134 The amenities found in the area of Mujahid Colony include: o Residential Units: Kitchen gardening is found in most houses for daily use of vegetables and fruits. Live stock like cow, goat and chickes are also usually found in individual houses. o Religious Institutions: Mujahid Colony has different small masjids which belongs to Ahl e Sunnat community. The prominent mosque in this area is the Ahl e Sunnat Masjid in the area is Dar-ul Irfan Masjid. It is located near centre in the area. There is also a central Konudas Jamat Khana for Ahl e Tashee community. o Educational Institutions: There are different madrassas in the area which are also serving as p schools. One of the prominent madrassas in the area is Nasrat-ul-Uloom and Orphan Madrassa. Beside these, there is F.G Girls school for primary education. Similarly, other small Institutions are also located within the locality. A Bagrot Hostel for boys is also located on main Nomal Road. o Health Centers: There is no government or private health centers, clinics or hospitals in Mujahid Colony. o Commercial Area: Small commercial belt in the form of small shop is present on Nomal Road, which is a daily needs grocery shops serving the residents of the area. o Recreational Centers: There is a police ground along the Nomal Road which is used by the community for playing activities. It has an area of approx. 4.5 acres. o Regulatory Institutions: The Chief Court and the Supreme Affiliated Court of Gilgit Baltistan are located in this area along the River side of Nomal Road. Page 134

135 Page 135 Figure 63: Map showing amenities of the Case study area

136 Activities in and around the Streets The area of Mujahid Colony, is along the major primary road i.e. Nomal Road which is connecting Konudas to the outskirt areas mainly Daniyor. It is majorly used for two major Functions. First, it is highly used by the residents of Mujahid Colony as it is the only primary road that passes through the area and links it to rest of the Gilgit. Secondly, this road is used by the residents of the Gilgit to approach Karakorum international University. The width of this road is 30 ft. wide. The secondary and tertiary roads are in the form of katcha road and pacca road. The maximum street width observed was 20 feet which allows vehicular and pedestrian access though there are no formally designed footpaths. The internal streets are completely pedestrian in nature. Their width varies from 8 to 10 ft. People can get access to transport facilities like taxis and private cars i.e. which are majorly available on primary road i.e. Nomal Road and few secondary roads. Streets of Mujahid Colony are active in day timings and evenings. As mentioned previously, it s a multi ethnic colony; therefore it has no sectarian clashes. Maintenance of the lanes: The internal street widths of area are 10 to 15 feet. The streets are unpaved. At the intersection of secondary and pedestrian lanes, IF there is any open space available, it usually turned into Garbage dump space. This is because of lack of ownership of these open spaces. If there would be a sense of ownership for the whole area. There would be no such garbage heaps in the lanes that affects the overall hygiene of the area. Other important problem for an area is running water in open drainage lines passing through the lanes and ends up in Gilgit River without treatment. These drainage lines should be covered. Figure 2: View of garbage dump along the street Page 136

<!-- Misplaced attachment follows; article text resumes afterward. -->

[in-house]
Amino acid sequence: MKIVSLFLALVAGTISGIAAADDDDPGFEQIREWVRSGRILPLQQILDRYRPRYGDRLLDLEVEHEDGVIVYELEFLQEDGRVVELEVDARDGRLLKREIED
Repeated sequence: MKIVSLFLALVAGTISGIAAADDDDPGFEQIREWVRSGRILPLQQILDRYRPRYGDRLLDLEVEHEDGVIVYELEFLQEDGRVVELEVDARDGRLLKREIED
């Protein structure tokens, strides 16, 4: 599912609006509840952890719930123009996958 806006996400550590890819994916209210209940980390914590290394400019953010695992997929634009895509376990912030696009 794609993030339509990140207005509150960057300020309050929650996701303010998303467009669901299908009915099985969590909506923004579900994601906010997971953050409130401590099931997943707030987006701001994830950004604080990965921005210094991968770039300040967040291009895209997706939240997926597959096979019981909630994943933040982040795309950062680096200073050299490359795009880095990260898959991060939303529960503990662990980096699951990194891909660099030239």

137 Page 137 Figure 65: Map showing road networks of the Case study area

138 CONDITION OF STREETS: Indicators Major / Minor Streets Modes of Transportations Street Facade Street Widths Street Maintenance Presence of Vegetation/Animals Area of Case Study Major street: Nomal Road. Minor Road: secondary roads passing through the area from south to north. Car and Taxi can access the area through secondary roads. Internal movement is pedestrian or possible with motorbikes. Majorly structures are Ground. Few of them are G+1. This includes Jamat khana, Masajids and court area. Nomal Road is 40 wide Secondary roads are ft wide and have vehicular access. Open drains, Little or no solid waste on the street. The street does not seem to have any encroachment. The street does not have any foot path; however, due to light vehicular movement it is possible to walk along the street. The area has number of livestock and green patches. People have farmlands with the vicinity of their houses. Page 138

139 A Few Observations Regarding Mujahid Colony The traffic flow is almost negligible in this colony. Further, available traffic is mostly limited to main Nomal Road; therefore it keeps the internal area free of traffic congestion, air pollution and noise pollution. Open pathways with grid planning allow natural light and air circulation. Due to multi-ethnic behavior of colony, the area remain save from sectarian violence. Water is a major issue in this area. According to law, water rights are limited to natives only. Therefore, residents have to buy water for their daily use. No public transport like wagons or buses serves the area keeping in mind that the area has low income settlement. People without cars have to walk large distances to get on a public transport. The area of Mujahid Colony is along the flood way therefore this area is subjected to a threat of land sliding and water shed zone. Page 139